Thinking About Adam Smith
I am starting my second layer of paint. I will be fleshing out the forms and subjects of this painting with additional layers of colors, working from light to dark. Watercolor if not a hue is translucent and I love adding layers to change colors and add shadows rather than mixing the colors on my palette.
Today I will be working on lightening up the sky with some titanium white gouache. I used the wrong color of blue, French ultramarine, which has a greenish caste instead of cobalt blue and had to add cobalt blue and cerulean blue to the mix. The cobalt blue had a reddish caste and I had cerulean blue to neutralize the purple. I ended up with a very dark blue sky! I will go over the dry paint with light washings of opaque white gouache, which will give the sky a light baby blue color. I've done this before, I am absent minded so I have to be organized or I end up making messes!
The second layer of color on the horse is done. I will be giving the barn and surrounding trees depth and definition. The apple tree needs its branches, leaves and apples defined. Hopefully I can finish that and still work on two articles I am researching and taking notes.
Most of my life I have avoided writing because I have a learning disorder that goes with my spatial gifts. I have problems with and writing and math. Something to do with how I am wired. Writing articles feels like I am rewiring my brain. It's been painful and disorienting combine that with menopause and I remind myself of the absent minded professor who forgets to put his pants on when taking his morning walk. I think it was Adam Smith, he is one of my favorite historical figures. He also had trouble expressing himself just like me. When I am feeling down and throughly confused about my grammar and spelling, I read stories about Adam Smith's struggles and comfort myself I am not stupid just because I can't figure out my math and grammar.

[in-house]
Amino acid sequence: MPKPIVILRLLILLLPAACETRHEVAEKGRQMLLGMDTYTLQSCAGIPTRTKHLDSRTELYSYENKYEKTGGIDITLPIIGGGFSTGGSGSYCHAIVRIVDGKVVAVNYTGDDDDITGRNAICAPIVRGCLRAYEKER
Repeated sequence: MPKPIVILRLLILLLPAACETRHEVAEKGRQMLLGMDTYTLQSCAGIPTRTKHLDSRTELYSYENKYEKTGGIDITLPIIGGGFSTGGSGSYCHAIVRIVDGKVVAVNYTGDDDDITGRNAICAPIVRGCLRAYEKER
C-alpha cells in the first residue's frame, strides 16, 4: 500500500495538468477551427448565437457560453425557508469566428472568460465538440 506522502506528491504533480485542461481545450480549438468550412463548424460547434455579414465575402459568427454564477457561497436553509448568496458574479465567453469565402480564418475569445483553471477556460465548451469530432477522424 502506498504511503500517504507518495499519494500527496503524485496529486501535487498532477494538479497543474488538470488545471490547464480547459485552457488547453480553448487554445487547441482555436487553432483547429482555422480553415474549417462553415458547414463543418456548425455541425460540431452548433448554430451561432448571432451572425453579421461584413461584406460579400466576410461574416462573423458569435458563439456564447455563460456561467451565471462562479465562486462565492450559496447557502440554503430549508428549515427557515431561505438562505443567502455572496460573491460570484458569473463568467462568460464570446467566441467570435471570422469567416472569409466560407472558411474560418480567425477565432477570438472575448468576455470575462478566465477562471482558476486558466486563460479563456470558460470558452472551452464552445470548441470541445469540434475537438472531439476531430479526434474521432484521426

Smith was an unlikely revolutionary. He came across as a serious, absent-minded, thoroughly likable man. He was a dedicated scholar all his life, amassing a library of some 3,000 volumes. He was often so preoccupied with ideas that he forgot what he was doing. Once, reportedly, he was giving a tour of a Glasgow tannery, and he absent-mindedly fell right into the tannery pit, from which his friends extricated him.
Working from an old memory, sketching a memory into form and finally creating a painting.
I will flag comment spam at 1% strength. If you keep on spamming my post I will flag you at 100%. I don't care if you have limited English abilities write a couple sentences about this article, no copy-paste please. I will flag: one sentence comments, links to your blog and begging for up-votes and follows. Also I will flag comments that have nothing to do with my blogs article. I will also check your comment section to see if you have been comment spamming on other blogs.